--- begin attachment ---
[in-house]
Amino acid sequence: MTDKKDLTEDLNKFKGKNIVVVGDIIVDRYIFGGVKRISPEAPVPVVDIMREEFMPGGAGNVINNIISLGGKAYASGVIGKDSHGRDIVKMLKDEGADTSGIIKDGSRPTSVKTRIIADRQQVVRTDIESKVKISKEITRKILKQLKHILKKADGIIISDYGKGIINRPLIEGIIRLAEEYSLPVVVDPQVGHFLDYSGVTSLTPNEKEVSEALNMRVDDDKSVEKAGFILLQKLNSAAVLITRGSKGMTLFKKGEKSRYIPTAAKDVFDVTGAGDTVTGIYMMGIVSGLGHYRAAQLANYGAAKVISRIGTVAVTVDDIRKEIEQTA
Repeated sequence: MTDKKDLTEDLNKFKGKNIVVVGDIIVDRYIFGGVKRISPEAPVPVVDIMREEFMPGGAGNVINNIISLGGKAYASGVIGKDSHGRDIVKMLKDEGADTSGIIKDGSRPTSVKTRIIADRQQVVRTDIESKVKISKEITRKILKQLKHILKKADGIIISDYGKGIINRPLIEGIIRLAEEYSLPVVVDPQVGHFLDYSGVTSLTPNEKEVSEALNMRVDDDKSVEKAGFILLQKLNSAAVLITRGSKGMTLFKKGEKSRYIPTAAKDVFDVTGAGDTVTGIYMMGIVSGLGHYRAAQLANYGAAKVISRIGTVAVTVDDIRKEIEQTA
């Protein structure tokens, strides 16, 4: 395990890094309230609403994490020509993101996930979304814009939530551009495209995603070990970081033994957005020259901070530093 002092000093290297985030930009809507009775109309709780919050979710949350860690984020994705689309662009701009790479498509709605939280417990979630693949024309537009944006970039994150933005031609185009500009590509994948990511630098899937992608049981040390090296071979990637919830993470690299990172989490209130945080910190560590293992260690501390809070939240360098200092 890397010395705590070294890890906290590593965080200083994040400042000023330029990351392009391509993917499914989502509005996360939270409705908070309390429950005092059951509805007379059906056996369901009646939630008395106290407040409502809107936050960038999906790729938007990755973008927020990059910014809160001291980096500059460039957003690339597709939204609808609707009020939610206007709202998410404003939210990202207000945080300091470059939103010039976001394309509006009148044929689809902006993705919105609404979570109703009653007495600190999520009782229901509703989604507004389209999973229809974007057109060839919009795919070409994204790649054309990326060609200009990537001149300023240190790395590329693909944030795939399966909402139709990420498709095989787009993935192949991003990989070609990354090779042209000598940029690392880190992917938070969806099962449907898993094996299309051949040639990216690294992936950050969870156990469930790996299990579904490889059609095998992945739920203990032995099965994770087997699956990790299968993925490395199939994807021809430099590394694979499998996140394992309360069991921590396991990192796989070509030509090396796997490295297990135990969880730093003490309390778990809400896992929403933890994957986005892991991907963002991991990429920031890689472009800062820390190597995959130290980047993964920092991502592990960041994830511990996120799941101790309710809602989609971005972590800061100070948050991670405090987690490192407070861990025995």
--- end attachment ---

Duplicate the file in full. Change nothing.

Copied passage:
[in-house]
Amino acid sequence: MTDKKDLTEDLNKFKGKNIVVVGDIIVDRYIFGGVKRISPEAPVPVVDIMREEFMPGGAGNVINNIISLGGKAYASGVIGKDSHGRDIVKMLKDEGADTSGIIKDGSRPTSVKTRIIADRQQVVRTDIESKVKISKEITRKILKQLKHILKKADGIIISDYGKGIINRPLIEGIIRLAEEYSLPVVVDPQVGHFLDYSGVTSLTPNEKEVSEALNMRVDDDKSVEKAGFILLQKLNSAAVLITRGSKGMTLFKKGEKSRYIPTAAKDVFDVTGAGDTVTGIYMMGIVSGLGHYRAAQLANYGAAKVISRIGTVAVTVDDIRKEIEQTA
Repeated sequence: MTDKKDLTEDLNKFKGKNIVVVGDIIVDRYIFGGVKRISPEAPVPVVDIMREEFMPGGAGNVINNIISLGGKAYASGVIGKDSHGRDIVKMLKDEGADTSGIIKDGSRPTSVKTRIIADRQQVVRTDIESKVKISKEITRKILKQLKHILKKADGIIISDYGKGIINRPLIEGIIRLAEEYSLPVVVDPQVGHFLDYSGVTSLTPNEKEVSEALNMRVDDDKSVEKAGFILLQKLNSAAVLITRGSKGMTLFKKGEKSRYIPTAAKDVFDVTGAGDTVTGIYMMGIVSGLGHYRAAQLANYGAAKVISRIGTVAVTVDDIRKEIEQTA
């Protein structure tokens, strides 16, 4: 395990890094309230609403994490020509993101996930979304814009939530551009495209995603070990970081033994957005020259901070530093 002092000093290297985030930009809507009775109309709780919050979710949350860690984020994705689309662009701009790479498509709605939280417990979630693949024309537009944006970039994150933005031609185009500009590509994948990511630098899937992608049981040390090296071979990637919830993470690299990172989490209130945080910190560590293992260690501390809070939240360098200092 890397010395705590070294890890906290590593965080200083994040400042000023330029990351392009391509993917499914989502509005996360939270409705908070309390429950005092059951509805007379059906056996369901009646939630008395106290407040409502809107936050960038999906790729938007990755973008927020990059910014809160001291980096500059460039957003690339597709939204609808609707009020939610206007709202998410404003939210990202207000945080300091470059939103010039976001394309509006009148044929689809902006993705919105609404979570109703009653007495600190999520009782229901509703989604507004389209999973229809974007057109060839919009795919070409994204790649054309990326060609200009990537001149300023240190790395590329693909944030795939399966909402139709990420498709095989787009993935192949991003990989070609990354090779042209000598940029690392880190992917938070969806099962449907898993094996299309051949040639990216690294992936950050969870156990469930790996299990579904490889059609095998992945739920203990032995099965994770087997699956990790299968993925490395199939994807021809430099590394694979499998996140394992309360069991921590396991990192796989070509030509090396796997490295297990135990969880730093003490309390778990809400896992929403933890994957986005892991991907963002991991990429920031890689472009800062820390190597995959130290980047993964920092991502592990960041994830511990996120799941101790309710809602989609971005972590800061100070948050991670405090987690490192407070861990025995």